Slovakia Travel Guide
Slovakia Tourist Places and Attractions - Slovakia Tourism
Slovakia World Heritage Sites

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Slovakia Tourism - Slovakia World Heritage Sites

Banská Štiavnica
A town in central Slovakia, in the middle of an immense caldera created by the collapse of an ancient volcano. For its size, the caldera is known as Štiavnica Mountains. Banská Štiavnica has a population of more than 10,000. It is a completely preserved medieval town. Because of their historical value, the town and its surroundings were proclaimed by the UNESCO to be a World Heritage Site on December 11, 1993.

Artificial water reservoirs in the Štiavnica Mountains, in central Slovakia. Most of them were built in order to provide energy for the silver mines of Banská Štiavnica in the 18th century. At their height, tajchy comprised a sophisticated system of 60 reservoirs, connected to each other by more than 100 km of channels and underground tunnels. 24 artificial lakes still exist and serve recreation purposes. Because of their historical value, tajchy were proclaimed by the UNESCO to be a World Heritage Site on December 11, 1993, together with the town of Banská Štiavnica and technical historical monuments in its surroundings.

A town in North-Eastern Slovakia. It is situated in the Šariš region and has about 33,000 inhabitants. The spa town, mentioned for the first time in 1241, exhibits numerous cultural monuments in its completely intact medieval town centre. The town is one of UNESCO's World Heritage Sites.

A picturesque city part of the town of Ružomberok, historically a separate village. It was established in the 14th century and after 1882 it became part of Ružomberok.

Vlkolínec is part of the UNESCO World Heritage since 1993, and one of ten Slovak villages that have a status of a village preserve. It is because of being an untouched and complex example of folk countryside architecture of this region of the Northern Carpathians. The village comprises two or three room log cabine type houses. A wooden belfry from the 18th century has also been preserved.

Spiš Castle and its Associated Cultural Monuments


  Spiš Castle
One of the largest castle sites in Central Europe. The castle is situated above the town of Spišské Podhradie and the village of Žehra, in the region known as Spiš. It was included in the UNESCO list of World Heritage Sites in 1993.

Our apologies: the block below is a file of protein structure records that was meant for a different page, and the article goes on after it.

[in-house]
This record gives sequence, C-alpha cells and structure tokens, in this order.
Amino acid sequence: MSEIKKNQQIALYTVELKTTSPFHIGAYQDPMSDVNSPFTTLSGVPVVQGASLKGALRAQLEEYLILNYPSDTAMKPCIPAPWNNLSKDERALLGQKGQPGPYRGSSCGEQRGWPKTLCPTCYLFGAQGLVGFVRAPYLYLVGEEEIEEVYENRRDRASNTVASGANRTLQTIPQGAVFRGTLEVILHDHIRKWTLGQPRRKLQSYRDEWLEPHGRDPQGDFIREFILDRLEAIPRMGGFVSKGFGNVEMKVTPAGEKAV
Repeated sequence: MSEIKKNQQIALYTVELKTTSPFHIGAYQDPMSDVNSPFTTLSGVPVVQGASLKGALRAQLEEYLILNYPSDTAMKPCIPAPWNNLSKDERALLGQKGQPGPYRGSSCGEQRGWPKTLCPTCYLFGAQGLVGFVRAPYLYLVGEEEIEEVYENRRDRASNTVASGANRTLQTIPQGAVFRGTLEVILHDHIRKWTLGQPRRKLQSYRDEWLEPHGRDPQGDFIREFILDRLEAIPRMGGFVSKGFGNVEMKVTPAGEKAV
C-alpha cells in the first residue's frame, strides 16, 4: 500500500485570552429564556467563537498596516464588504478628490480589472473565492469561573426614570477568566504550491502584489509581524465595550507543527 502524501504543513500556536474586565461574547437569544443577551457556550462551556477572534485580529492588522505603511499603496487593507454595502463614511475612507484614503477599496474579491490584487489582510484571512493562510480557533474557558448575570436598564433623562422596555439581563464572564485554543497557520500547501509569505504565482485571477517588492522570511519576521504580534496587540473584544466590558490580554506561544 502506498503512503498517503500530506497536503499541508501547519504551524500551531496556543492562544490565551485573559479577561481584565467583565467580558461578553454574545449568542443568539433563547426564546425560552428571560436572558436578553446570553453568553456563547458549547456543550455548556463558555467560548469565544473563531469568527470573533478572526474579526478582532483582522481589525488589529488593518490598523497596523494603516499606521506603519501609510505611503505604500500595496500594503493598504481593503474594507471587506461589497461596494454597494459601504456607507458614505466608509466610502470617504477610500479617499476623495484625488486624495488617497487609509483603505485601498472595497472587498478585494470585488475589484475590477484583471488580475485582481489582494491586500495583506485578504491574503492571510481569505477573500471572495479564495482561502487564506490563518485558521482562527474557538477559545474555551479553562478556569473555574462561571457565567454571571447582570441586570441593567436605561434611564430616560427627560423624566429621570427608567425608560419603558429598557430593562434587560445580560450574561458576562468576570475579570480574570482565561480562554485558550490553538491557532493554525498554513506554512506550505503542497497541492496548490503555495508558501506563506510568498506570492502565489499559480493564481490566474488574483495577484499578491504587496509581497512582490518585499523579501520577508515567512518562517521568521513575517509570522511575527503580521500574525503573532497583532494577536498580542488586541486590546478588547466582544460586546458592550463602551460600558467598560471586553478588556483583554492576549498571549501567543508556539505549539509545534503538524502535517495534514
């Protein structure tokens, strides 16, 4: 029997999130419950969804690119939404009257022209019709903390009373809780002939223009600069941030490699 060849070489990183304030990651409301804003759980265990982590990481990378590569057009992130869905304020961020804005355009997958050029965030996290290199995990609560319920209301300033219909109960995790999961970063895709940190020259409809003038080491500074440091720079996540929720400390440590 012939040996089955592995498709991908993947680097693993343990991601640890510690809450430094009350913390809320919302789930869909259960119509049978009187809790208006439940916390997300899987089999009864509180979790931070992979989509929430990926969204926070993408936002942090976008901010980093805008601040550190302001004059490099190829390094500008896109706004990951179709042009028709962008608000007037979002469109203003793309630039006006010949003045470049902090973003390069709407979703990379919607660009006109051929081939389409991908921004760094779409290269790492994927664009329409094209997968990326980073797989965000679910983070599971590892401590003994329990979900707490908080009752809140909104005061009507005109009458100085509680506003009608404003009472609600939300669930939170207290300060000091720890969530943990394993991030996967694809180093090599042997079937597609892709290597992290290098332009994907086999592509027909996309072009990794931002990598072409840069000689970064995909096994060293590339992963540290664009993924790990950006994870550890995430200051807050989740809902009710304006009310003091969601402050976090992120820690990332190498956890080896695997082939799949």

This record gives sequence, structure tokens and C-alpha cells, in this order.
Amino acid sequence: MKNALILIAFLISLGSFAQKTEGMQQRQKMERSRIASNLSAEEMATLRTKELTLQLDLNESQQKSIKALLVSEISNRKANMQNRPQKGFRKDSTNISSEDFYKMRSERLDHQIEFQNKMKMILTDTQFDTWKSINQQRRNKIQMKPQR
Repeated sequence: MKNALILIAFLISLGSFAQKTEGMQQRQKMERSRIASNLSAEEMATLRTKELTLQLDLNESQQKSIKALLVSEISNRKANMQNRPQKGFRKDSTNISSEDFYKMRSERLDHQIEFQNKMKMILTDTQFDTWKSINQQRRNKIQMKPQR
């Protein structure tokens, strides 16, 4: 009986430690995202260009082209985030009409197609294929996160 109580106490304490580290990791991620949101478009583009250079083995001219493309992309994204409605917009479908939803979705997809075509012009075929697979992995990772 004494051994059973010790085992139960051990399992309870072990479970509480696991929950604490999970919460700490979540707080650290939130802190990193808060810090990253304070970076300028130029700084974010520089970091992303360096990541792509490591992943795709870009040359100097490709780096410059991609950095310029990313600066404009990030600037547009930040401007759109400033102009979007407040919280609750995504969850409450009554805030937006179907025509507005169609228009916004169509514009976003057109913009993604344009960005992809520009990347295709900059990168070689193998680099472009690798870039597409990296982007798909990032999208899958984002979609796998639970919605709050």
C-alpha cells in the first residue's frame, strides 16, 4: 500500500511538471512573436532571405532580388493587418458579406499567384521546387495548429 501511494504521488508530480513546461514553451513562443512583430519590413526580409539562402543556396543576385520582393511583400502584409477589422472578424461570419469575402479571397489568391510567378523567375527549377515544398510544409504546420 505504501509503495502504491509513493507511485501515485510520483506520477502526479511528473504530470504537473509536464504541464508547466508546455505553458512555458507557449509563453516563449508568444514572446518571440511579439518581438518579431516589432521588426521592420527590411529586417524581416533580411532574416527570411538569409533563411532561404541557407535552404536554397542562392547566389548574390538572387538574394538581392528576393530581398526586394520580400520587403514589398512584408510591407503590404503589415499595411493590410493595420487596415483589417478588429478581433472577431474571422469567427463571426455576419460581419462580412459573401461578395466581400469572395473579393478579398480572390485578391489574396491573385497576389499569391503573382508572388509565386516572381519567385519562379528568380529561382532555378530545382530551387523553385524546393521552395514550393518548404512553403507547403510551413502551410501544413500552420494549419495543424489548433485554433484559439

Spišská Kapitula
An exceptionally well-preserved ecclesiastical town on the outskirts of Spišské Podhradie, Slovakia, and overlooking Spiš Castle. It is part of the UNESCO World Heritage site Spiš Castle and its Associated Cultural Monuments.


  The Church of Holy Spirit at Žehra
Dates from 1274 and contains wall paintings of the 13th and 14th centuries. It is listed as a World Heritage Site together with the nearby Spiš Castle and Spišská Kapitula.


  Spišské Podhradie
Situated at the foot of the hill of Spiš Castle. It had a Zipser German settlement, with its own church and priest, in 1174. Just above, and adjacent to, the town is the ecclesiastical settlement of Spišská Kapitula. The town contains a number of Renaissance merchants' houses. It also has one of the few remaining synagogue buildings in the region.

Caves of Aggtelek Karst and Slovak Karst:
Caves situated in the typical temperate-zone karstic system display an extremely rare combination of tropical and glacial climatic effects making it possible to study geological history over tens of millions of years. Variety of formations and the fact that they are concentrated in a restricted area means that the 712 caves currently identified make up an outstanding example of long-lasting natural processes.


  Dobšinská Ice Cave
An ice cave in Slovakia, near the mining town of Dobšiná in the Slovak Paradise. It is included in the UNESCO World Heritage list as a part of Caves of Aggtelek Karst and Slovak Karst site. It lies 130 m above the Hnilec River, and the entrance is at an altitude of 970 m. The cave was discovered in 1870 by a royal mining engineer Eugen Ruffinyi, though the entrance was known from time immemorial as Cold Hole. The cave was open to the public one year after its discovery. In 1887, it was the first electrically lit cave in Europe.